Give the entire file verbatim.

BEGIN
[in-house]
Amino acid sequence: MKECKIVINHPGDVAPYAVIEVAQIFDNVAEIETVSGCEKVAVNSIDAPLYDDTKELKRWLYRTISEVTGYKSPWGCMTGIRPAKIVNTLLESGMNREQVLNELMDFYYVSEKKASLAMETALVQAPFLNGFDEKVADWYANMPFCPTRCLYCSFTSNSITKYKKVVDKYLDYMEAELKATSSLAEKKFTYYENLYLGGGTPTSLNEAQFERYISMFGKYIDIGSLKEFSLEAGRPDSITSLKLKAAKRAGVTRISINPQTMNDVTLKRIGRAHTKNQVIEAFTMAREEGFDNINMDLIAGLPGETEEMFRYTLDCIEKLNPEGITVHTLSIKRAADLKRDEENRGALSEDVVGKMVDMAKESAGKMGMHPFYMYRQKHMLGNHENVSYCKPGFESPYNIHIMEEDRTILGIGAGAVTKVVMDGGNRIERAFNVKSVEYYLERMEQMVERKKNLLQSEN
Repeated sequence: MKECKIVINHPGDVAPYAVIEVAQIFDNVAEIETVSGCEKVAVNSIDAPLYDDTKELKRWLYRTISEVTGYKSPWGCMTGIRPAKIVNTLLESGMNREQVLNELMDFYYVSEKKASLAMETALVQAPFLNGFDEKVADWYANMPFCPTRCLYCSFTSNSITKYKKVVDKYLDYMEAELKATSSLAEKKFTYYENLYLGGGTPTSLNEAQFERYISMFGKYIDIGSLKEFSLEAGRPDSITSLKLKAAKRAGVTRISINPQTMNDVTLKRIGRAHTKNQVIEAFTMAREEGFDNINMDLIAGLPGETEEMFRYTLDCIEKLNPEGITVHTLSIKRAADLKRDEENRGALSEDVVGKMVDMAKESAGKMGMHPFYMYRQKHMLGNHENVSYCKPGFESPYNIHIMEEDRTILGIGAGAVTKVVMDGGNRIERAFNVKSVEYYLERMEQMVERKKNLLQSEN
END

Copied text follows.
[in-house]
Amino acid sequence: MKECKIVINHPGDVAPYAVIEVAQIFDNVAEIETVSGCEKVAVNSIDAPLYDDTKELKRWLYRTISEVTGYKSPWGCMTGIRPAKIVNTLLESGMNREQVLNELMDFYYVSEKKASLAMETALVQAPFLNGFDEKVADWYANMPFCPTRCLYCSFTSNSITKYKKVVDKYLDYMEAELKATSSLAEKKFTYYENLYLGGGTPTSLNEAQFERYISMFGKYIDIGSLKEFSLEAGRPDSITSLKLKAAKRAGVTRISINPQTMNDVTLKRIGRAHTKNQVIEAFTMAREEGFDNINMDLIAGLPGETEEMFRYTLDCIEKLNPEGITVHTLSIKRAADLKRDEENRGALSEDVVGKMVDMAKESAGKMGMHPFYMYRQKHMLGNHENVSYCKPGFESPYNIHIMEEDRTILGIGAGAVTKVVMDGGNRIERAFNVKSVEYYLERMEQMVERKKNLLQSEN
Repeated sequence: MKECKIVINHPGDVAPYAVIEVAQIFDNVAEIETVSGCEKVAVNSIDAPLYDDTKELKRWLYRTISEVTGYKSPWGCMTGIRPAKIVNTLLESGMNREQVLNELMDFYYVSEKKASLAMETALVQAPFLNGFDEKVADWYANMPFCPTRCLYCSFTSNSITKYKKVVDKYLDYMEAELKATSSLAEKKFTYYENLYLGGGTPTSLNEAQFERYISMFGKYIDIGSLKEFSLEAGRPDSITSLKLKAAKRAGVTRISINPQTMNDVTLKRIGRAHTKNQVIEAFTMAREEGFDNINMDLIAGLPGETEEMFRYTLDCIEKLNPEGITVHTLSIKRAADLKRDEENRGALSEDVVGKMVDMAKESAGKMGMHPFYMYRQKHMLGNHENVSYCKPGFESPYNIHIMEEDRTILGIGAGAVTKVVMDGGNRIERAFNVKSVEYYLERMEQMVERKKNLLQSEN